Sherrie Mathieson, style consultant

Press

Daughter Leads Mom Follows in Fashion Sync

Austin Considine, New York Times

August 2011

ONCE upon a time, mothers paled at their daughters’ fashion choices. Going braless? Horrors! Bare midriff? God forbid.

Today they’re more apt to mimic them.

It’s not just celebrity moms like Lynne Spears (glittery little tops) or Dina Lohan (hair, sunglasses and black blazer that looked nearly identical to her daughter Lindsay’s in court last summer). Fashion industry observers say many ordinary mothers are following their daughters’ style lead these days.

“I believe many moms defer to their daughters often out of insecurity that they perhaps missed a beat through the years, or the belief that, if you are younger, you are hipper and must be in the know,” said Sherrie Mathieson, a costume designer and celebrity style consultant based in Scottsdale, Ariz. Her 2009 book, “Steal This Style: Moms and Daughters Swap Wardrobe Secrets,” examines mother and daughter style sharing.

Joanne Arbuckle, dean of the School of Art and Design of the Fashion Institute of Technology in New York, attributed the change partly to the current younger generation’s constant access to designer trends through technologies like social media. In generations past, Ms. Arbuckle said, “I don’t ever think we had the confidence level, in regard to the mother being confident that the child really knew what was the fashionable thing to wear.”

Researchers tried to quantify the trend in a study led by Ayalla A. Ruvio, a marketing professor at Temple University, in Philadelphia, soon to be published in the peer-reviewed Journal of Consumer Behavior. Based on a survey of 343 Israeli mother and daughter pairs (ages 44 and 16, on average), researchers found that, in cases where mothers and daughters viewed each other as fashion-savvy and respectively youthful or mature, mothers were significantly more inclined to imitate their daughters than the other way around.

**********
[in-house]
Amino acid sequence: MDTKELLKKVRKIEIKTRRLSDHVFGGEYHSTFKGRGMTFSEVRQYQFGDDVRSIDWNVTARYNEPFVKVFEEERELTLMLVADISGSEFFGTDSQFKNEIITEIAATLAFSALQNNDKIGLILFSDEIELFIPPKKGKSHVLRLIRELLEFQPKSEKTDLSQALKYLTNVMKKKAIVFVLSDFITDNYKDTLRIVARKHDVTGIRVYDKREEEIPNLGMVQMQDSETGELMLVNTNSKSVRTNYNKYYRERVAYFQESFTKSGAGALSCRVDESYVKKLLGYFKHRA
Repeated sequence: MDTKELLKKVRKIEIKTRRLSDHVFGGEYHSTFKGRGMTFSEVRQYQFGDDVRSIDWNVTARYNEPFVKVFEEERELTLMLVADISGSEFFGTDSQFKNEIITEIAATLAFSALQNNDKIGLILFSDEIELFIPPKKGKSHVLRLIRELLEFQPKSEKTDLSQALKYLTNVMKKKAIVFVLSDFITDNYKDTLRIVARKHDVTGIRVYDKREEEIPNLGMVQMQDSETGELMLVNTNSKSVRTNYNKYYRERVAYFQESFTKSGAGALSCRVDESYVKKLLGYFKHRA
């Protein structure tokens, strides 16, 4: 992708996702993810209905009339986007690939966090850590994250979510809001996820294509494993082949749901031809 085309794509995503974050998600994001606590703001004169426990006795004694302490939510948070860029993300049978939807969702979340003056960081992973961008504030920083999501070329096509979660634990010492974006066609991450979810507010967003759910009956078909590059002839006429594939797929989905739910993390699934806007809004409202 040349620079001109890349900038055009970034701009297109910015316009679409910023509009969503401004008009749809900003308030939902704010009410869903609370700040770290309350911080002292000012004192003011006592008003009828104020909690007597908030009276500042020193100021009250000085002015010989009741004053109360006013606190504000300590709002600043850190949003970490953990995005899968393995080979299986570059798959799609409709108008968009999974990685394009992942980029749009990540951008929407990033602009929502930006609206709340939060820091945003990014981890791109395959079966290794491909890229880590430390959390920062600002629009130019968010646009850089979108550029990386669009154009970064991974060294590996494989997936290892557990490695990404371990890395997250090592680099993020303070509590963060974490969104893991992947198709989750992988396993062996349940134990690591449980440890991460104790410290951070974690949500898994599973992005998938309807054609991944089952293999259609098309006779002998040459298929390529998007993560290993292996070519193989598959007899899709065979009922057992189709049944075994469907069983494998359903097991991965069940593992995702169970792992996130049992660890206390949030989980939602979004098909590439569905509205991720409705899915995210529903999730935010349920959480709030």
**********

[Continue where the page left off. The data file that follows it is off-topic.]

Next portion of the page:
Maria Beck, 45, a real estate broker in Manhattan, said she started borrowing everything from shorts to miniskirts from her daughter Jalina, 23, about eight years ago, when the two lived in Florida and wore the same size. The arrangement was, in part, a practical one. “At the time, I was a single mom so it was very economical for us to share some articles of clothing,” she said. Since moving to New York, their shared tastes have grown more refined. “Now, we both aim for sophisticated style,” the older Ms. Beck said. That means labels like Helmut Lang, Rag & Bone and Dolce & Gabbana.

Ms. Arbuckle said she has increasingly observed the phenomenon of mothers borrowing from daughters over the last few years in the United States, in families at all financial levels. “In this economy, they probably have more disposable income than their parents do,” she said about daughters. Still, the rule cannot apply to every mother and daughter, Ms. Mathieson said. In her experience, age and size were major determinants in whether mothers could (or should) borrow from their daughters.

Whatever the reason, the trend seems particular to today’s mothers, historically speaking. “The lines are all blurred today,” Ms. Arbuckle said. “It’s not about, ‘You’re this age, and this is what you do.’ ”

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